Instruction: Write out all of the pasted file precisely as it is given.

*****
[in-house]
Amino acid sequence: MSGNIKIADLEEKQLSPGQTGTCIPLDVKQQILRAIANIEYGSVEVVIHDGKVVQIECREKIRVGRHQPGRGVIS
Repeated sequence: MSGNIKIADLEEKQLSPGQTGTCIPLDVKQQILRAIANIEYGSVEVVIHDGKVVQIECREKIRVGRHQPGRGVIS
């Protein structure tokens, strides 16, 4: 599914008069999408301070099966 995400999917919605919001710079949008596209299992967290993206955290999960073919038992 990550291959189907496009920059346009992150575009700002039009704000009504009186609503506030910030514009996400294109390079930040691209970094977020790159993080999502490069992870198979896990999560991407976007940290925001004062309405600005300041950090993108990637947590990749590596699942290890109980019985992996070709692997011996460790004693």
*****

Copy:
[in-house]
Amino acid sequence: MSGNIKIADLEEKQLSPGQTGTCIPLDVKQQILRAIANIEYGSVEVVIHDGKVVQIECREKIRVGRHQPGRGVIS
Repeated sequence: MSGNIKIADLEEKQLSPGQTGTCIPLDVKQQILRAIANIEYGSVEVVIHDGKVVQIECREKIRVGRHQPGRGVIS
């Protein structure tokens, strides 16, 4: 599914008069999408301070099966 995400999917919605919001710079949008596209299992967290993206955290999960073919038992 990550291959189907496009920059346009992150575009700002039009704000009504009186609503506030910030514009996400294109390079930040691209970094977020790159993080999502490069992870198979896990999560991407976007940290925001004062309405600005300041950090993108990637947590990749590596699942290890109980019985992996070709692997011996460790004693």